This mill was at first a small woollen manufactory; afterwards Sir Robert Peel, the elder, purchased it, and making some additions converted it into a cotton factory; it was the first which ever worked in the township of Heap. It has been frequently surmised that the present Sir Robert has a share in this and other manufacturing establishments in Lancashire; but such is not the fact, and Makeant mill, as well as a factory at Radcliffe, are the property of a relative of Sir Robert's.

As I ascended the road again, I could not but turn and enjoy another look of the valley; and I left the place with a wish that none of God's human creatures were worse off than those I had just seen in the old quiet-looking mill below.

From this place to the large manufacturing establishment of Messrs. Fenton, at Hooley Bridge, was but a step. On a sudden we come upon the edge of a deep bank of the Roch. Immediately below are the gas works; on the other side of the river arises the huge pile of building which the Messrs. Fenton have constructed for a manufactory. Numerous cottages extend in rows along the valley and beside the highway. One row in particular, below the mill, and above the stream, are fronted with spacious and neat gardens, and the whole together looks like a pretty new village, with a large workshop in the middle. I descended the bank and over the bridge, and observed that the houses were in decent and respectable condition, and judging from the appearance of the habitations, we might suppose that the inmates were all of the better class of work-people. I was prevented from entering the factory. A young man in the yard referred me for permission to Mr. Fenton, at Bamford Hall, or to Mr. Schofield, the manager, who was at home but indisposed. I preferred calling on the latter, and having explained the object of my visit to a servant, she returned with the message that my request "must have two or three days' consideration; I must call again in a few days." I told her I could not do that, and came away.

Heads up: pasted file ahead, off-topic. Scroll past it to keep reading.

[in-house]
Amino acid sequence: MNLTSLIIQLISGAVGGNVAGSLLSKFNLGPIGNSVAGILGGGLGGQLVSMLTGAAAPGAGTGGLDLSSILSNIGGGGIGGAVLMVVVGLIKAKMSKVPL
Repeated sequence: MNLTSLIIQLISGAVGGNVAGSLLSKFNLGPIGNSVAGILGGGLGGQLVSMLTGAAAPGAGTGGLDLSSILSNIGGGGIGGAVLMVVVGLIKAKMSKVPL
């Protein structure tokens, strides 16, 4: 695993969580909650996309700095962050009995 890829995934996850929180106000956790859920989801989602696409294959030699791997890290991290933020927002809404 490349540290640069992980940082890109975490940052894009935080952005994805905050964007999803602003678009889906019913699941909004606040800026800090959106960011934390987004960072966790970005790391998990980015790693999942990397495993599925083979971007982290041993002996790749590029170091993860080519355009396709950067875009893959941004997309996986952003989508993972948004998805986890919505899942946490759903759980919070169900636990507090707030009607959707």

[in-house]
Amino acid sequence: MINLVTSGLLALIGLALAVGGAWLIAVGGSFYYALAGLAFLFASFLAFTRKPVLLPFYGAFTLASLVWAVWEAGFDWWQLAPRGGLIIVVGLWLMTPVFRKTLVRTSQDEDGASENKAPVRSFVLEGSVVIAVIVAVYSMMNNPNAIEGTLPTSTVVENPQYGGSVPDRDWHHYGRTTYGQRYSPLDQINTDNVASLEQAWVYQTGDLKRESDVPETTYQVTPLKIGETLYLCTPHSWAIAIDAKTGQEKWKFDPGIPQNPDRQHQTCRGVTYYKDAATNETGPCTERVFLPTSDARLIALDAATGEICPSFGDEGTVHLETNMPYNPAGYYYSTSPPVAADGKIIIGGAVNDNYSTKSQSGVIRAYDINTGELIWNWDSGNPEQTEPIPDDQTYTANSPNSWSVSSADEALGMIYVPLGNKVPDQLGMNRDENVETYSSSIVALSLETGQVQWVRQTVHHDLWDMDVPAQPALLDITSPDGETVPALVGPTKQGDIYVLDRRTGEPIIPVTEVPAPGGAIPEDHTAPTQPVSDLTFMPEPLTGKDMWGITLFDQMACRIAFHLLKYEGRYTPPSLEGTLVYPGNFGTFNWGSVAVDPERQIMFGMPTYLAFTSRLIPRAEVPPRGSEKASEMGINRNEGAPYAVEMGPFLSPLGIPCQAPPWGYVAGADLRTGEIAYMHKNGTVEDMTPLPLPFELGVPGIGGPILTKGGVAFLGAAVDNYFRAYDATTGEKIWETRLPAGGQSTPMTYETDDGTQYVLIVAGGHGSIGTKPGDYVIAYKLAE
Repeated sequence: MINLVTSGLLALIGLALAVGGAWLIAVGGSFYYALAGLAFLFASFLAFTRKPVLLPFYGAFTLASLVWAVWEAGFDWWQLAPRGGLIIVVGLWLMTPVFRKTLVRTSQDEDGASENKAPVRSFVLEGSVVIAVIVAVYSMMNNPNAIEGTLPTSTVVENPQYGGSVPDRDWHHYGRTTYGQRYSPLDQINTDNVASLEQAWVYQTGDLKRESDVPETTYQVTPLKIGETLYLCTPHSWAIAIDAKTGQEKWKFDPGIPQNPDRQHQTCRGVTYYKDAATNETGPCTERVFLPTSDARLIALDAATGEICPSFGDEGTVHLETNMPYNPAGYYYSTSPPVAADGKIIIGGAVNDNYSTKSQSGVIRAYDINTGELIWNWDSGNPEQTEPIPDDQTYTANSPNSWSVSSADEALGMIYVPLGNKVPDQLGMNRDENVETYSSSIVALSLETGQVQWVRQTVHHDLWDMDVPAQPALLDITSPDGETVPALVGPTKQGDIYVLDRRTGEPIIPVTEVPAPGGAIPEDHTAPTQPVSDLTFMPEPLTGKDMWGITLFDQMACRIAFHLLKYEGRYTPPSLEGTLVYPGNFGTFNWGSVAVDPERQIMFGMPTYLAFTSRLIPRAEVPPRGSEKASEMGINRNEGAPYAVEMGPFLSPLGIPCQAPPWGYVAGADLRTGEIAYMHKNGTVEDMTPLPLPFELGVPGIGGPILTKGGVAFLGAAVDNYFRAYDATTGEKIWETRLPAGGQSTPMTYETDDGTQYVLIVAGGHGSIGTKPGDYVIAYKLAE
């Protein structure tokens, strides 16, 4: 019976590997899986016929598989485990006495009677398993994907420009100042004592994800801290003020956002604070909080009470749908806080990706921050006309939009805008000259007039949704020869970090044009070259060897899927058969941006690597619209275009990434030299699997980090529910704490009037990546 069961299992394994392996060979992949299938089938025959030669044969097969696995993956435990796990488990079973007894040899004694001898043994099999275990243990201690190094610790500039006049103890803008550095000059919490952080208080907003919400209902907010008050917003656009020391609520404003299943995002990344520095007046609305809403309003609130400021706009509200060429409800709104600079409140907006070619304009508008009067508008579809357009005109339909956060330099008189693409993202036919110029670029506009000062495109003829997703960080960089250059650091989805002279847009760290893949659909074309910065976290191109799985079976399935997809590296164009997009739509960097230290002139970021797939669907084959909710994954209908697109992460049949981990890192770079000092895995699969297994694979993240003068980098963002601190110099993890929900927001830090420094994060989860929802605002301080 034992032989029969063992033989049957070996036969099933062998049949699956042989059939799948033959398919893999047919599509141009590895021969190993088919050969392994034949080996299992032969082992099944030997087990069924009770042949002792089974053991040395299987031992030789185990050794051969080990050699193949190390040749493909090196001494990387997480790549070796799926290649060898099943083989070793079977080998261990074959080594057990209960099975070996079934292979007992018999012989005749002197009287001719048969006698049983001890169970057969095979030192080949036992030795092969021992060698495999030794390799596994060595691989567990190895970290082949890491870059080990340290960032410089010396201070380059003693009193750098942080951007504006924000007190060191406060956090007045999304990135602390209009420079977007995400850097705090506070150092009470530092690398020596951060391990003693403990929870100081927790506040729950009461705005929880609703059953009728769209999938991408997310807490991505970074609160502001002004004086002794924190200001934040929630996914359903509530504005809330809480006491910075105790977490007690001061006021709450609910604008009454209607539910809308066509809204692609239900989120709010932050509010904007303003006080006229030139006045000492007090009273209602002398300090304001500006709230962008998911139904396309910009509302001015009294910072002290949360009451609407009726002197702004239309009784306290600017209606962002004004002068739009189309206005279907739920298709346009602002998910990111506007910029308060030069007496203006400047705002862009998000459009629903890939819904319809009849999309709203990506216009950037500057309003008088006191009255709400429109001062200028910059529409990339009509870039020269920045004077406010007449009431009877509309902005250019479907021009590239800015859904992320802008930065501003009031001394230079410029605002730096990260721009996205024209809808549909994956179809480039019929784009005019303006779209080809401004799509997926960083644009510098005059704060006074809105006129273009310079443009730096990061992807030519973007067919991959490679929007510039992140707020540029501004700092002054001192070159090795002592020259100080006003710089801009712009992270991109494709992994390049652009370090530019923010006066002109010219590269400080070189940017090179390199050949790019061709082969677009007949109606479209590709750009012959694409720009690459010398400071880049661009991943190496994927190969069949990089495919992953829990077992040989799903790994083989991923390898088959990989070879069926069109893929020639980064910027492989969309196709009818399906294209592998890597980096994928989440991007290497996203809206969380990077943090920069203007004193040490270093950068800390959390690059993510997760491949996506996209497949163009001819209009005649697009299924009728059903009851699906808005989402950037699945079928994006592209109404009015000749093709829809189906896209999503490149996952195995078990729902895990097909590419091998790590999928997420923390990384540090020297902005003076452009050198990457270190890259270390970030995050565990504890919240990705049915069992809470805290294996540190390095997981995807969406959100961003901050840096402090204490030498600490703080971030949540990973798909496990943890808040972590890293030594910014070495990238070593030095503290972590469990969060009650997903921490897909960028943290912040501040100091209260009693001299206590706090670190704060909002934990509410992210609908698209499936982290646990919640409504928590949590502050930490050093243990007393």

At four schools which I visited, viz: one built by Mr. Kershaw, a manufacturer, near Wrigley Brook; St. James's Infant and Juvenile Schools, and St, Luke's Infant School, I found remarkably fine and healthy children, to say nothing of their pretty and intelligent looks, of which their parents are no doubt a little proud already, and not without cause. I know something of Heywood, and have done so during 40 years, but I must say, that I had never expected to have beheld in that place so fine a race of children as I saw this day; not a dim-looking shirt-collar did I observe, save on one boy, in the whole lot of about 550 - not a smutty-looking face, except those of some two or three lads, who had probably soiled them at play. When the little folks held up their hands, which, at one school they did at the bidding of the master, and in the course of their daily exercise, it was really pleasing to behold so many innocent countenances beaming with joy, and their tiny fingers and palms as clean as were ever seen in human mould; and then their neatly-combed hair, and their clean apparel, were in keeping with the pure little beings themselves. Of one thing I felt satisfied, that however we might have changed as a community in some respects, the mothers of these children were an improved race decidedly; and would, doubtless, impart to their offspring a due portion of their advanced civilization and humanity. At the same buildings Sunday Schools are held, and about one thousand five hundred scholars attend on those days.